They are the barrier-breakers of Bangladesh cricket, three players who have, by the weight of their performances, taken the side forward, at times dragging it behind them. It is unimaginable to think of the Test side now without Tamim Iqbal, Mushfiqur Rahim and Shakib Al Hasan – ensuring a good start, providing middle-order runs and taking wickets.
Tamim has the ability to dismantle the fastest bowlers with his attacking game, and yet be solid in defence when needed. Mushfiqur has been an example of how quickly a cricketer can grow to become the team’s leading batsman. Shakib has shown that a Bangladesh cricketer can perform consistently with bat and ball and stand alongside legends like Ian Botham and Imran Khan. They are the top three run-getters for Bangladesh, and have engineered many of the team’s successes in the longest format.
The first time Mushfiqur strode into the Bangladesh Under-19s nets, the coaches knew they had someone special. Shakib had attracted the “future Bangladesh team” tag from his days at the Krira Shikkha Protisthan, the country’s premier sports institute. Whenever people spoke about Nafees Iqbal’s talent as an opening batsman, uncle Akram Khan would point to Tamim, Nafees’ younger brother, as a far better prospect.
This was in the mid-2000s, when questions were raised regularly over Bangladesh’s Test status. The team lost by big margins, sometimes with days to spare, and coaches like Richard McInnes, Ali de Winter and Nazmul Abedeen were tasked with getting their golden boys quickly up to international standard. Tamim, Shakib and Mushfiqur established themselves in the ODI team during the 2007 World Cup and were all part of the Test setup within the next two years. While Mushfiqur had already debuted at Lord’s in 2005, Shakib made his in 2007 and Tamim’s came in 2008. They have played in 43 matches together since, and have been a part of seven wins.
Shakib grew into a middle-order mainstay for Bangladesh, giving them runs and wickets – sometimes, both. Additionally, he was the one who had to ensure a faulty start did not descend into disaster. Khaled Mashud had this role earlier but he had limitations as a batsman at No. 7 or 8. With 170 wickets, Shakib is, by far, Bangladesh’s most successful Test bowler.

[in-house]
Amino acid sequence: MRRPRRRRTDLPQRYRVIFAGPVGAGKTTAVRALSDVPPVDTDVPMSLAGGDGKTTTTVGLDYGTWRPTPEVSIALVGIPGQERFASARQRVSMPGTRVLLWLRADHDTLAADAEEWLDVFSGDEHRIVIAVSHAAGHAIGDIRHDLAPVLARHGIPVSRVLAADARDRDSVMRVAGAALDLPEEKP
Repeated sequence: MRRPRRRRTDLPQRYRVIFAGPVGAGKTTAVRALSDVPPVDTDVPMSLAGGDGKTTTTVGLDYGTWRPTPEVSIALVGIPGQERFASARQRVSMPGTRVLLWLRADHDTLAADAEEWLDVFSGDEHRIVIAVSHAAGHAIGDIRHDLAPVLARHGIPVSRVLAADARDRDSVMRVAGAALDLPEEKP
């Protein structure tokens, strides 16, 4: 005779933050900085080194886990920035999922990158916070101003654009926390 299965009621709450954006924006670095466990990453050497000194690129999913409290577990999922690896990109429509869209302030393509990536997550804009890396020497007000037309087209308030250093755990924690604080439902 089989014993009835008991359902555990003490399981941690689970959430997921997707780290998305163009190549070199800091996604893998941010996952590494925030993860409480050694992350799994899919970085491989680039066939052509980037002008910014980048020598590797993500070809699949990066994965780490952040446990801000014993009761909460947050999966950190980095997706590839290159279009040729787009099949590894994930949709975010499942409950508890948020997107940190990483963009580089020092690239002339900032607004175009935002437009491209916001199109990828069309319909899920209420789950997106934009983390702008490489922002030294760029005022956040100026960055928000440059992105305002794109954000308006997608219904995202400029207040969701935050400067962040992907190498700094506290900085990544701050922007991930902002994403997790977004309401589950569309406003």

Mushfiqur also emerged as a consistent performer alongside Shakib. He eventually took over the captaincy in 2011 and had a few good years juggling the responsibility of being the team’s best batsman, the wicketkeeper and their leader.
In January this year, Mushfiqur and Shakib put on Bangladesh’s highest Test partnership, and they did it away from home. The 359 they put on against New Zealand in Wellington was also the fourth-highest stand for the fifth wicket in the history of the game.
Tamim took on one of the toughest jobs – opening the batting for a team that has long been susceptible to seam bowling – and grew into the role with help from Jamie Siddons in his early days. There was a time when he wasn’t too comfortable facing the short ball. Now his one-legged pulls are a treat to watch.
Tamim’s aggression has also given the team a voice on the field. In a team considered timid for so long, his approach on the field has been a bit similar to former Sri Lanka captain Arjuna Ranatunga, who wasn’t overawed by the opposition and gave back as good as he has got.
Days before the side’s 100th Test, Tamim acknowledged the efforts of the previous generation of Bangladesh Test cricketers and acknowledged that he, Shakib and Mushfiqur are reaping the rewards of the patience shown by selectors and coaches.
“The guys who started playing for Bangladesh, they did the hardest job,” Tamim said. “They didn’t get the best facilities but with their talent, they did what they could have done. The younger lot came, which was myself, Shakib and Mushy. We got a lot of opportunities from the coaches and selectors. Now we have all played international cricket for the last 10 years and we have started to perform.
“This is the time for all the senior players to regroup and take the Bangladesh team forward, especially in Test cricket. We have taken the step in ODIs, we are doing fine in T20s but this is the format where we all have to chip in, bring all the youngsters together and take it forward.”
After years of trying to learn how to “walk”, Tamim feels it is time to push on.
“I always wanted to represent Bangladesh when I started playing cricket. I’ve been lucky enough to do so. I have a lot of dreams for myself and the team. We are at a very important stage. We crawled, we walked and now is the time to run.”